Call a coin a p-coin (0 <= p <= 1) if it comes up heads with probability p and tails with probability 1 - p. Thus a fair coin would be a 0.5-coin. We say that p simulates q if by flipping a p-coin repeatedly (some fixed finite number of times) one can simulate the behavior of a q-coin. More precisely: There exists a positive integer n and some subset of the 2^n possible outcomes of flipping the p-coin n times such that the probability of the sequence of flips being in the subset is q.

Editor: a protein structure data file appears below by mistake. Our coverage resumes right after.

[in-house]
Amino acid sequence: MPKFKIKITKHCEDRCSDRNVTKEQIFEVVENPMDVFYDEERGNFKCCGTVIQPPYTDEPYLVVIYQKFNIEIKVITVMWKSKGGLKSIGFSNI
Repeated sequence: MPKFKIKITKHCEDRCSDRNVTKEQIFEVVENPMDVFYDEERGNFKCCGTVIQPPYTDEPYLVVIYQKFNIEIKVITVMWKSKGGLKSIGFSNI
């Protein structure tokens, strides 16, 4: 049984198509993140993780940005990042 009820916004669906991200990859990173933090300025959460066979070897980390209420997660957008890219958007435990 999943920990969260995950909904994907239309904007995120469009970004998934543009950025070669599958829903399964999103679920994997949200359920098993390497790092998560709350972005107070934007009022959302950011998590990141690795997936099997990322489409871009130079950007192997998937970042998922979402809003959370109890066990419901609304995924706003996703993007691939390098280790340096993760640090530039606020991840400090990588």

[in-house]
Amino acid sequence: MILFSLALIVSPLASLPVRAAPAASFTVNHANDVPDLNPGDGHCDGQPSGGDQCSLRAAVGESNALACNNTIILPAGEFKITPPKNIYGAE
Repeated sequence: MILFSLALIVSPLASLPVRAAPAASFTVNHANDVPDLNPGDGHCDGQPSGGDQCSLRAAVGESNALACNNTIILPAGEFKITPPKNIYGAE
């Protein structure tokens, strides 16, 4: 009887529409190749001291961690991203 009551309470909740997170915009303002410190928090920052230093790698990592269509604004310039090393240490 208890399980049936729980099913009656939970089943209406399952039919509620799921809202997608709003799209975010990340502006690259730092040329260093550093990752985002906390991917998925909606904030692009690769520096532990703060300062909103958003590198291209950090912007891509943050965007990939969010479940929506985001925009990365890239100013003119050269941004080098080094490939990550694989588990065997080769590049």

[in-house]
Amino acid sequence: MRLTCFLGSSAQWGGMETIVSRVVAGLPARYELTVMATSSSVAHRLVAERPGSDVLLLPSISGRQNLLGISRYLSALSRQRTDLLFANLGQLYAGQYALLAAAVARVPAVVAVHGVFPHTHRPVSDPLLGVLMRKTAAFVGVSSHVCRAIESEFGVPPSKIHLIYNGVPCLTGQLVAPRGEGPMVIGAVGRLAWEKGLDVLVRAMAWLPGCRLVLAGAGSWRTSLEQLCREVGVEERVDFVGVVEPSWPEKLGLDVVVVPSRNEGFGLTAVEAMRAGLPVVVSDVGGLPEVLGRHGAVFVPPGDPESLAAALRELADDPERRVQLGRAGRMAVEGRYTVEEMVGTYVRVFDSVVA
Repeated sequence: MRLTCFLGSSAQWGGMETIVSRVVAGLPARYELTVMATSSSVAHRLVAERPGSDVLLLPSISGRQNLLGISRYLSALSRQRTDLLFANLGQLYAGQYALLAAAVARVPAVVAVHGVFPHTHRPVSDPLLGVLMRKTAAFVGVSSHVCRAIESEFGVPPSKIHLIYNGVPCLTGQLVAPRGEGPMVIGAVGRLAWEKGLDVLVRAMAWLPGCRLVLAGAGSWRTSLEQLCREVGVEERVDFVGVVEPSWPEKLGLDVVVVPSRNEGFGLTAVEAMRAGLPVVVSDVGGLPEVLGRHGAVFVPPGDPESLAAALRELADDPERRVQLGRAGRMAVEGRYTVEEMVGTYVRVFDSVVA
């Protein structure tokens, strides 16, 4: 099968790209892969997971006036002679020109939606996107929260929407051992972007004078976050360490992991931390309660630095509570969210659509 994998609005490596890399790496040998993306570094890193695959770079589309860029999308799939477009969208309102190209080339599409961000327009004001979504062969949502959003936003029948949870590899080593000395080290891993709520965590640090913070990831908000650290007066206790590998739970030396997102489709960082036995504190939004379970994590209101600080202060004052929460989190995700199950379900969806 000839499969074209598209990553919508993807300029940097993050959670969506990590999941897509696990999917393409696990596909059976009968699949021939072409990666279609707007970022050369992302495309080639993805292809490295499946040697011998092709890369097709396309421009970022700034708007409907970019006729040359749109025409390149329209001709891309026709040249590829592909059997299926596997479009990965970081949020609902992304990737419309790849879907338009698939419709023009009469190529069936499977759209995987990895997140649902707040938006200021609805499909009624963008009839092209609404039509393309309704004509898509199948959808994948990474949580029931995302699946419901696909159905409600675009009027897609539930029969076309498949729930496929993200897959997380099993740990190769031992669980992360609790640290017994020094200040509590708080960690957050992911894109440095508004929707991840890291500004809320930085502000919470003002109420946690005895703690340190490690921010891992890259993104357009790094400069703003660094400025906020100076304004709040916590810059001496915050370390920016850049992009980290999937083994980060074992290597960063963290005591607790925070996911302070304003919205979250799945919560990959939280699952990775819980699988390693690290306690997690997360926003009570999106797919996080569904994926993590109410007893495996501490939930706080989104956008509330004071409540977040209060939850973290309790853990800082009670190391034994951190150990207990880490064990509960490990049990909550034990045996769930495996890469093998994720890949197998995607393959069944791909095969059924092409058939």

For example, a fair coin can be used to simulate a 3/4 coin, by using two flips and defining a "head" to be any sequence with at least one real head. The chance of a "head" coming up is 3/4, and so we have simulated a 3/4 coin.
There is a p such that a p-coin can simulate both a 1/2-coin and a 1/3-coin. Find such a value.
The problem comes from an article by Dan Velleman and I. Szalkai in the American Math. Monthly. The full citation is:
I. Szalkai and D. Velleman, Versatile coins, Amer. Math. Monthly 100 (1993), no.~1, 26--33; MR 93m:60028
© Copyright 1999 Rob Leduc. Reproduced with permission.